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This column was originally published in Illinois AgriNews during the month indicated and is reprinted here by permission.

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Illinois AgriNews - December 2005

New Illinois Laws Create Triple Threat to Farm Trespassers

Donald L. Uchtmann
Department of Agricultural and Consumer Economics
University of Illinois at Urbana-Champaign

Many Illinois farmers believe that trespassing is a growing problem, especially incidents involving ATVs or other vehicles. The Illinois legislature has responded with a triple threat.

A trespass is entry upon another's property without permission. Trespass is a “civil” wrong. The aggrieved landowner can hire an attorney and sue the trespasser in civil court . If the landowner wins, the owner can collect damages for injury to crops, etc.

Trespassing is also a “crime” if the entrant had received prior notice that entry was forbidden, for example, where “No Trespassing” signs have been conspicuously posted at the entrance. Such a trespasser can be prosecuted in “criminal” court by the State's Attorney and, if convicted, fined or sent to jail for the crime of “criminal trespass to real property.” If the trespasser also knowingly damages another's property, the trespasser also is guilty of a different crime – “criminal damage to property.”

Public Act 94-512, effective January 1, 2006 , affects the ability of a farmer to collect damages in civil court where a trespasser under 16 uses a motor vehicle (e.g., an ATV) to trespass on a farm. In such circumstances the parent or legal guardian of the trespasser and the owner of the vehicle will be jointly and severally liable to the landowner for the damages caused. The Act also clarifies what damages can be collected in civil court, including court costs and attorney's fees. This new legislation should encourage adults (parents, guardians, and vehicle owners who will be liable for civil damages caused by the trespassing youth) to be more proactive in preventing youths under 16 from trespassing with vehicles on farms.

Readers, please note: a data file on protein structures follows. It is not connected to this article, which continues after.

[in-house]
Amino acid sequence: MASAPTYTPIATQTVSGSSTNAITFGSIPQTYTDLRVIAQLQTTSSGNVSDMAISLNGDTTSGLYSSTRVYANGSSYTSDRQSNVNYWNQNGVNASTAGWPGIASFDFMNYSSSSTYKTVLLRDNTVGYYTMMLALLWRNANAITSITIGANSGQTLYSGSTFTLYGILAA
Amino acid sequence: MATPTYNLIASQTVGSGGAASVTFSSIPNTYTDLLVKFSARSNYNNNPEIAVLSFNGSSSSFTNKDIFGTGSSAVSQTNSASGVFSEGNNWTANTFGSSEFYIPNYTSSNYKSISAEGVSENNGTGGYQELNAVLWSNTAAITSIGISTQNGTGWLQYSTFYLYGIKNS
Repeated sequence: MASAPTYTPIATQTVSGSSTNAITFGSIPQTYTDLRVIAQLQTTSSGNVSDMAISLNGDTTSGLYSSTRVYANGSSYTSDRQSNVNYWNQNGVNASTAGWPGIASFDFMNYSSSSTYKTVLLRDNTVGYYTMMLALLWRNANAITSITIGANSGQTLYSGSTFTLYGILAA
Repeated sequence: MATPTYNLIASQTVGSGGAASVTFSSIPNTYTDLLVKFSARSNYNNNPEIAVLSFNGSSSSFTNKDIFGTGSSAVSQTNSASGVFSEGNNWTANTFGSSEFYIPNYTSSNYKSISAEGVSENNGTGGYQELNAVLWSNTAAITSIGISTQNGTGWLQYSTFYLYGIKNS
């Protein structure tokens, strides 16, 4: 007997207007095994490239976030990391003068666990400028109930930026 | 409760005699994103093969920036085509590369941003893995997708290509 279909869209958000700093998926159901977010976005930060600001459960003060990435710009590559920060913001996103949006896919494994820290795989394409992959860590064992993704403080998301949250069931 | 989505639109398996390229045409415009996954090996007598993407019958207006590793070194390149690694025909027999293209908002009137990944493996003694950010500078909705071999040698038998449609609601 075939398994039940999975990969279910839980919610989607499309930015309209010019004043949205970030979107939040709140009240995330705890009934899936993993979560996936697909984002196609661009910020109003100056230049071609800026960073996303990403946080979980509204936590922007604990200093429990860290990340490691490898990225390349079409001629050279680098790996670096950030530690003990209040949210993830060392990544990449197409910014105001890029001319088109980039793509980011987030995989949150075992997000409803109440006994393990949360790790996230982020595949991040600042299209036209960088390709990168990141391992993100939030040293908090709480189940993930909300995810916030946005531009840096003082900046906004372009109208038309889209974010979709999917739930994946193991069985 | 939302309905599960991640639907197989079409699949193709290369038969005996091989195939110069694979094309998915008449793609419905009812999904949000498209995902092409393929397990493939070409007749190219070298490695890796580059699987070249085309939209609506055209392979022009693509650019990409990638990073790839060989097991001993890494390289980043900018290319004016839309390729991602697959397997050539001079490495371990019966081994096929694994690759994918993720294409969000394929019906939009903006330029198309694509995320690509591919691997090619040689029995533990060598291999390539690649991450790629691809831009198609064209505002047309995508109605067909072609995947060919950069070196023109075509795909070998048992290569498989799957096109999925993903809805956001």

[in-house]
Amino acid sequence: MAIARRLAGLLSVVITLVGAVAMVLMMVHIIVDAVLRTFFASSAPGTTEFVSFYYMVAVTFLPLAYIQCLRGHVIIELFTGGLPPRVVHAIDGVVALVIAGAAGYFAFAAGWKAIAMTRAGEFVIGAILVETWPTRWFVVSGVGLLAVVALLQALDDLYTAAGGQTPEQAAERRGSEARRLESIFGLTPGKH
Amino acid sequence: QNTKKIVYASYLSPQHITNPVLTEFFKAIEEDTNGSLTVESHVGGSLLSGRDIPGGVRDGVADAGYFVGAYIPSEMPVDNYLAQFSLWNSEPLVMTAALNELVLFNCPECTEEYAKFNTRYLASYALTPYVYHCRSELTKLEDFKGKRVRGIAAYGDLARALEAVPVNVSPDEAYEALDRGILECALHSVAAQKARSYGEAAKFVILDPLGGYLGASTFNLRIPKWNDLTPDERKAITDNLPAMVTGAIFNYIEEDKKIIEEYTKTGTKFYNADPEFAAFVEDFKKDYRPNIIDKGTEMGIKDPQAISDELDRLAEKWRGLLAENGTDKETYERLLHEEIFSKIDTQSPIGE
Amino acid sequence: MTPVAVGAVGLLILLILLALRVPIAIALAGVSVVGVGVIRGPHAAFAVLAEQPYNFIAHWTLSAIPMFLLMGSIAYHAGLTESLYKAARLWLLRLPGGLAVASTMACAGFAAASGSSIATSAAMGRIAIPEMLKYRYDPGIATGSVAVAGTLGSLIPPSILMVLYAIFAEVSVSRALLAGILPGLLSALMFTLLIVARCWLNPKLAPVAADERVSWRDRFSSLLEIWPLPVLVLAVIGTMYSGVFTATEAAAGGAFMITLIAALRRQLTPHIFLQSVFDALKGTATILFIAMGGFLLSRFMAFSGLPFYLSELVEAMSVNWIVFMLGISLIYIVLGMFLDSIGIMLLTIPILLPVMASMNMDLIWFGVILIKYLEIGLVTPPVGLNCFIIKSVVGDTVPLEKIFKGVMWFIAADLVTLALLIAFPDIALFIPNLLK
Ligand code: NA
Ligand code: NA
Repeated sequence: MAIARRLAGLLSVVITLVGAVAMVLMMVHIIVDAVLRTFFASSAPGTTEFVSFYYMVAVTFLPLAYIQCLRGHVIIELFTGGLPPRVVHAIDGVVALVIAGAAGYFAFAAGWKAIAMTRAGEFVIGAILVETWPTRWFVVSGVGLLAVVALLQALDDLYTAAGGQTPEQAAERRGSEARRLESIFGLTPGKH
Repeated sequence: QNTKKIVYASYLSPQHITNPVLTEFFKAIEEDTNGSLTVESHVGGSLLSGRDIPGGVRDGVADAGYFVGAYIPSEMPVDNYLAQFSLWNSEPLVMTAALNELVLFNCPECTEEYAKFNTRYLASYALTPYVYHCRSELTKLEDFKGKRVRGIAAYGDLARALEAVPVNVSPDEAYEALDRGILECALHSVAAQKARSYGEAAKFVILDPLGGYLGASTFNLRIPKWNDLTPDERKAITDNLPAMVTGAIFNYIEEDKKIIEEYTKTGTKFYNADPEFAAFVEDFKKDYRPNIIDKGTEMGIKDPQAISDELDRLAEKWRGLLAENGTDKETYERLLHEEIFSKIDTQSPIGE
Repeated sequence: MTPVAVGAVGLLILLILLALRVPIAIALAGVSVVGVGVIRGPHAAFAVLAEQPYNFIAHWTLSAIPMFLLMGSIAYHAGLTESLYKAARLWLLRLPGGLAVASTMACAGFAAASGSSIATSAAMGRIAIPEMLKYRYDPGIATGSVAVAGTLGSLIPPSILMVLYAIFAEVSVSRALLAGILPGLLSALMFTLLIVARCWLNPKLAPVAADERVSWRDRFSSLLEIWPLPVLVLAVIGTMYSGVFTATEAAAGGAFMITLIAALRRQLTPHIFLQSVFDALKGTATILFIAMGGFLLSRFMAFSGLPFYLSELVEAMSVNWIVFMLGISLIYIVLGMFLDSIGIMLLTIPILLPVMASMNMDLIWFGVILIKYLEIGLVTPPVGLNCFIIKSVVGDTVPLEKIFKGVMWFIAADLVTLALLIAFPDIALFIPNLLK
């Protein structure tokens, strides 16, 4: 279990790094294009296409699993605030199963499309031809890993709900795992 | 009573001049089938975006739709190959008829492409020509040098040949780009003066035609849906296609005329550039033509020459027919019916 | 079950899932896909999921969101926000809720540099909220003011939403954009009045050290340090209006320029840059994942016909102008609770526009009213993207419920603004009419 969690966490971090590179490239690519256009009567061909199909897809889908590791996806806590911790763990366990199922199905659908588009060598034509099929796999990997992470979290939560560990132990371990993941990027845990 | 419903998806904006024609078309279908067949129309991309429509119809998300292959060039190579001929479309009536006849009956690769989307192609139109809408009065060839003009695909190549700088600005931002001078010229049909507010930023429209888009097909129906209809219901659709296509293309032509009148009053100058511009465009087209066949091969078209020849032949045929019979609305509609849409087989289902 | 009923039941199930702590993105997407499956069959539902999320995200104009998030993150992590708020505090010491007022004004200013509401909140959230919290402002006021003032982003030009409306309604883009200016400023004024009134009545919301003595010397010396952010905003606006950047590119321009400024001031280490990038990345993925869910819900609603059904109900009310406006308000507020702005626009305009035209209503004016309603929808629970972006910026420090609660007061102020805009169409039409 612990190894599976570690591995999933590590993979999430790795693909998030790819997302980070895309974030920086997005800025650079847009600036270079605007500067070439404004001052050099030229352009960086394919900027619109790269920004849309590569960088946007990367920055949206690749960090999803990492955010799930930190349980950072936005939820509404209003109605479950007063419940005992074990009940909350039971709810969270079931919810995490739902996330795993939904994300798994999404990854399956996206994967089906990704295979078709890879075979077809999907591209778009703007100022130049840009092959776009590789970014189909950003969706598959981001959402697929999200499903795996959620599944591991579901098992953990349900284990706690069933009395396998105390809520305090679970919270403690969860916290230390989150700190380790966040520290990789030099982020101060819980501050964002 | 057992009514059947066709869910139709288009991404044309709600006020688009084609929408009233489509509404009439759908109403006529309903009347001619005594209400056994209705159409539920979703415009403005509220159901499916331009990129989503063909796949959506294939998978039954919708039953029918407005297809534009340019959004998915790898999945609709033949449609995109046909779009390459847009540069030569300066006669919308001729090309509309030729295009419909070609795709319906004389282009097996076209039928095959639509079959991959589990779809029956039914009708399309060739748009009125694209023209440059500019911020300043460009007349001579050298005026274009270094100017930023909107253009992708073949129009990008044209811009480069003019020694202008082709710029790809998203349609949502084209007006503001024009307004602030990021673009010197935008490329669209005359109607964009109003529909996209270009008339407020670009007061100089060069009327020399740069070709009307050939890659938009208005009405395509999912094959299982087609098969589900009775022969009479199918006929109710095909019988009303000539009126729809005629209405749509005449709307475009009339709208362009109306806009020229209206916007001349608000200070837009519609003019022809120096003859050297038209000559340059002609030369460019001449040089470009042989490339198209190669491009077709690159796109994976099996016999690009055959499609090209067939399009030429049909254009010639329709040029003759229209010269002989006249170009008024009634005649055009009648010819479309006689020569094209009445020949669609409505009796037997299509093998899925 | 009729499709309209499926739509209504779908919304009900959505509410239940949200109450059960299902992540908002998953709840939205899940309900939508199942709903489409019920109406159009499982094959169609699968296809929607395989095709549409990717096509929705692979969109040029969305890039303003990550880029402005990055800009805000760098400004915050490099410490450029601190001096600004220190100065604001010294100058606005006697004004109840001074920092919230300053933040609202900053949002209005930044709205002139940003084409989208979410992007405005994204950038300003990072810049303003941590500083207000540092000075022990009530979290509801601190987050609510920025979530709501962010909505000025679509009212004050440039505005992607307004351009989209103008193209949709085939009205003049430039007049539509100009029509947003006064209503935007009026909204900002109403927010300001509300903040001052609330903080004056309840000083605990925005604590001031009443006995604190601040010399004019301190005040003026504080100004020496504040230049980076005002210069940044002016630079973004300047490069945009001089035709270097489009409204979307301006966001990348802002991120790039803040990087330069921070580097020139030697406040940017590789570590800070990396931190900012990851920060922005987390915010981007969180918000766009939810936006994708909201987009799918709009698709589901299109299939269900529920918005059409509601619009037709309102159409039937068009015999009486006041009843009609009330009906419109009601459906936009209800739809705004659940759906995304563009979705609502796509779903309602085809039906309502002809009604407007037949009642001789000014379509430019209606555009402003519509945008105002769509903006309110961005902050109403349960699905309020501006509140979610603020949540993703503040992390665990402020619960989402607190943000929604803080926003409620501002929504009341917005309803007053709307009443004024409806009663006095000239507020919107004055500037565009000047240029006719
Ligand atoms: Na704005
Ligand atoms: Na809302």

Related new legislation, Public Act 94-509, was effective in August. It increased criminal penalties for “criminal trespass to real property” when the trespasser uses a motor vehicle while trespassing on agricultural lands. The crime is now a Class A misdemeanor, no matter what the trespasser's age. This stiffens the penalty for trespassing on farms while using a motor vehicle – doubling the potential jail time from six months to one year and boosting the maximum fine to $2,500.

Public Act 94-509 also increased the penalties for “criminal damage to property” if the damaged property is a grain elevator, farm equipment, or immovable items of agricultural production, including grain bins and barns. The criminal penalties are increased generally, and they depend on the amount of damage. I f the damage to property exceeds $100,000, f or example, the crime is now a Class 1 Felony punishable by up to 15 years in prison.

Trespassing on an Illinois farm is now riskier because of the triple threat created by new legislation. One amendment threatens the trespasser's parent or guardian and the vehicle owner with civil liability for damages caused by a trespasser under 16 who uses a motor vehicle (e.g., an ATV) to trespass on farmland. Another amendment threatens trespassers of all ages who trespass on farms using a motor vehicle. The new threat is increased criminal penalties, e.g., double the previous jail time. A third amendment threatens trespassers of all ages who intentionally damage certain farm property. The new threat is stiffer criminal penalties, e.g., up to 15 years where the damage exceeds $100,000. These new “triple threats” are intended to discourage would-be trespassers from entering another's farmland without permission.


Department of Agricultural and Consumer Economics    College of Agricultural, Consumer and Environmental Sciences
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